By the end of this century sea level rise is going to be faster and more devastating to the Gulf Coast of the United States as well as the low areas along the southeastern coast. The Barrier Islands of Georgia and South Carolina will at some point be flooded under water. Miami Beach, which has been swamped by the leading edge of the climate crisis, expects to have two feet of sea level rise by 2060. That’s just 37 years away.

Flooding in La Jolla, CA due to high tides and storms. (Tim Forkes)

Kaplan also points out one of the scarier aspects of the climate crisis. We are likely to blow past the “ambitious” climate target of keeping world temperature rise to less than 1.5° C (2.7° F) in less than 10 years. When that happens, “climate disasters will become so extreme that people will not be able to adapt. Basic components of the Earth system will be fundamentally, irrevocably altered. Heat waves, famines and infectious diseases could claim millions of additional lives by century’s end.”

Global emissions of fossil fuel waste continue to rise globally “,,, and carbon-cutting efforts are wildly insufficient to ward off climate catastrophe.”

Crashing waves change our beaches (Tim Forkes)

Read her article, read some of the IPCC report — then demand our elected officials to do more than they ‘re doing right now.

Miami Beach has been experiencing Biscayne Bay coming up through the storm drains for the past few years. On bright sunny days when there aren’t any storms. So, one of the plans that is being considered is making giant gates to block the bay from the Atlantic Ocean. I kid you not. Read this.

One other option is to raise the roads, buildings, homes etc., by at least a foot. Some people are not very happy with that idea.

Sea Level Rise is accelerating around the world. Here in California the sea level has risen six inches since 1950. Right now climate scientists say the sea level is rising an inch every 10 years, but it’s accelerating so it could be happening faster.

The Pacific Ocean battering Windnsea Beach, taking down the surf shack.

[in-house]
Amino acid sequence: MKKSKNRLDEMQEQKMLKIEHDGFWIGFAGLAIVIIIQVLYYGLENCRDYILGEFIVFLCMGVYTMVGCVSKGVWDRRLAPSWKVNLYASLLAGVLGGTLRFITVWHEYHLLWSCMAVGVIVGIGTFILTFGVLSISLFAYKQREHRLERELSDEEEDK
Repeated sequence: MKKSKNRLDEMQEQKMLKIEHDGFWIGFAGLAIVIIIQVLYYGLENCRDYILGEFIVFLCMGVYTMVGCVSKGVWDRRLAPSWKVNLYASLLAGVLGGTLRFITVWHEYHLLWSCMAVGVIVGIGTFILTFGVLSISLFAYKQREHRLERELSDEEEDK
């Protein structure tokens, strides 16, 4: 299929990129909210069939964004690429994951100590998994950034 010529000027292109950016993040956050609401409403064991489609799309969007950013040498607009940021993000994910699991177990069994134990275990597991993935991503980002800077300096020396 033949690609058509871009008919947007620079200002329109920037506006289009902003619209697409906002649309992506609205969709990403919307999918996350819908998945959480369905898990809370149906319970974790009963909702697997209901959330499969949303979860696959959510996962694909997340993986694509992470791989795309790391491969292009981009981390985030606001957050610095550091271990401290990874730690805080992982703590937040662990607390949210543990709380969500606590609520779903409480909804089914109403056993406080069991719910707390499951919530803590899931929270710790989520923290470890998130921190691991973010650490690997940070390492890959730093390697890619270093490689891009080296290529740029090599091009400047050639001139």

(Tim Forkes)

Here’s something from about the effects of El Niño on California’s sea levels, “In California, sea level rise and flooding can be impacted by El Niño weather events, which cause warmer ocean temperatures in the Pacific Ocean off the West Coast. Because water expands as it warms, El Niño events can raise coastal sea levels for several months. An El Niño also pushes the southern jet stream further south, which increases rainfall in California and causes more frequent and severe floods, landslides, and coastal erosion. El Niño’s impacts are particularly strong in late winter, and bring the most rain to Southern California.

Which is exactly what we have been experiencing up and down the West Coast this winter and spring. It is, in fact, raining as I sit here typing and it has been raining since last evening.

The snow pack is so high and dense California will be under severe flood warnings for the rest of the year. SoCal ski resorts expect to be open through June.

In the past few months 13 people have died because the record snowfalls cut them off from the rest of us.

The Santa Monica Pier: How much has human activity altered the Earth’s ecosystems?
(Tim Forkes)

The climate crisis is no joke. I see all these other issues that must be addressed, but the impending destruction caused by accelerating climate change is the most important existential threat we face.

We need to stop screwing around and start taking much better care of this planet. It’s the only home we have. Not to mention: in a war between humanity and nature, the latter always wins. Always.